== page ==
- Call for study proposals
- 14 March 2023
The European Union Observatory for Nanomaterials (EUON) is looking for topics that could be addressed in its upcoming studies.
If you have a proposal for a specific study topic that fills an information gap relevant to nanomaterials on the EU market, EUON may be able to carry it out. Submit your proposal by 27 April 2023 and contribute to the work of the EUON.
14 March 2023
Nanopinion: A reliable and non-destructive experimental technique can monitor the crystal defect structure in nanomaterials
In his guest column, Professor Jenő Gubicza explains how to monitor the crystal defect structure in nanomaterials using a non-destructive experimental technique.
“X-ray line profile analysis (XLPA) is a very effective indirect method for the characterisation of the nanocrystalline microstructure. XLPA analyses the diffraction peak shape and yields the crystallite size distribution and the type and density of crystal defects with good statistics and in a non-destructive way.”
20 February 2023
Nanopinion: Graphene electronic tattoos
Read the lastest nanopinion from Dr Dmitry Kireev where he shares information about the usefulness of graphene tattoos.
“Graphene Electronic Tattoos (GETs) are a type of skin-wearable electronic device that can be used for personalized healthcare by transmitting the bio-electrical activity of the human body in measurable electrical signal. [..] The GETs are optically transparent, lightweight, and flexible, making them adhere and conform to the micro-curvature of the skin [..]."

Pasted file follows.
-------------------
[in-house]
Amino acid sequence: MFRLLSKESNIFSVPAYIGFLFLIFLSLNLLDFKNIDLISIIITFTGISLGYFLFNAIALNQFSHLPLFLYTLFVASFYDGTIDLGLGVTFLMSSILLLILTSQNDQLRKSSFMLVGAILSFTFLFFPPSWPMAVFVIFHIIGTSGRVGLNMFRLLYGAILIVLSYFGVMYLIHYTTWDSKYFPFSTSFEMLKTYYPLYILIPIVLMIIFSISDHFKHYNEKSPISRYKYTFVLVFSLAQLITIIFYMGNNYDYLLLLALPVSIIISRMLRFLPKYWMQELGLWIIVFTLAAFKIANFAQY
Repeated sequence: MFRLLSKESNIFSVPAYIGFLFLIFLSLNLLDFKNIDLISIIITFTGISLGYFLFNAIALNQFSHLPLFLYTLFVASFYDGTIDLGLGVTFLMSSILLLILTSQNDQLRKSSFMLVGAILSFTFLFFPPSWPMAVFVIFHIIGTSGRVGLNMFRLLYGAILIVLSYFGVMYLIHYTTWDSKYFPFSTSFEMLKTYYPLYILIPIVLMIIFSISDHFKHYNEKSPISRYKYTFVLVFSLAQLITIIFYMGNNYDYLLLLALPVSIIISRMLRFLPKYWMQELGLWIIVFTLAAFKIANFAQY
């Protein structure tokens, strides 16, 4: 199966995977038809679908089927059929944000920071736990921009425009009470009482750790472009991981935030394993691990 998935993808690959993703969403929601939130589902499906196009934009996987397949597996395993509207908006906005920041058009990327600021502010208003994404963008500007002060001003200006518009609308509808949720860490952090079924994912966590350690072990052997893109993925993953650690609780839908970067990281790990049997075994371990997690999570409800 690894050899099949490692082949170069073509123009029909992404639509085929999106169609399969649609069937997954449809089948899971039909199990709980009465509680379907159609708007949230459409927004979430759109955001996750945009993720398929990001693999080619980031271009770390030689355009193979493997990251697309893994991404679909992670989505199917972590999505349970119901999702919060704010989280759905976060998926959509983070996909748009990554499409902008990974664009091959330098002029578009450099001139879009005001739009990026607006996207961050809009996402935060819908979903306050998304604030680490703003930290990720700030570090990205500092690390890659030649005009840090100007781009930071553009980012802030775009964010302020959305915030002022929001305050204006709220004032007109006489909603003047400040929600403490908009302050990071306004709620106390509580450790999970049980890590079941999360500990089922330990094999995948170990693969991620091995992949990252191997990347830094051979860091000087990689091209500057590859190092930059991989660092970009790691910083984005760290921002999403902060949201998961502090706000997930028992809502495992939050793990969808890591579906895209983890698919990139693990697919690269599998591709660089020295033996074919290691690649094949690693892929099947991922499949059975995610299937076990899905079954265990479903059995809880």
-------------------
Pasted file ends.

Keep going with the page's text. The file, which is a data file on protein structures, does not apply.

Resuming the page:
13 February 2023
NanoData has new content
The nanotechnology knowledge base NanoData has been updated with new market data. Two new nanotechnology sectors – Agriculture and Consumer products (with subsectors Textiles and Cosmetics) have been added to the existing ones.
Nanomaterials and health
Are substances in nanoforms more dangerous than they are in their normal size? Some are and some are not. Just like any other chemical substance, nanomaterials have to be assessed separately.
Nanomaterials are not only used in consumer products, but also in new and innovative medical treatments. Research has shown that nanoparticles can be used to damage and even destroy cancer cells from within.
More on the web
Real-life „quantum molycircuits“ using exotic nanotubes
23 Feb | Source: University of Regensburg
UMass Amherst Researchers Invent “Electronic Nose” Built with Sustainably Sourced Microbial Nanowires That Could Revolutionize Health Monitoring
22 Feb | Source: University of Massachusetts Amherst
Nanomaterial Boosts Potency of Coronavirus Disinfectants
22 Feb | Source: The George Washington University
Nanoparticles Self-Assemble to Harvest Solar Energy
21 Feb | Source: American Institute of Physics
Health risk of graphene residues investigated
21 Feb | Source: Swiss Federal Laboratories for Materials and Science and Technology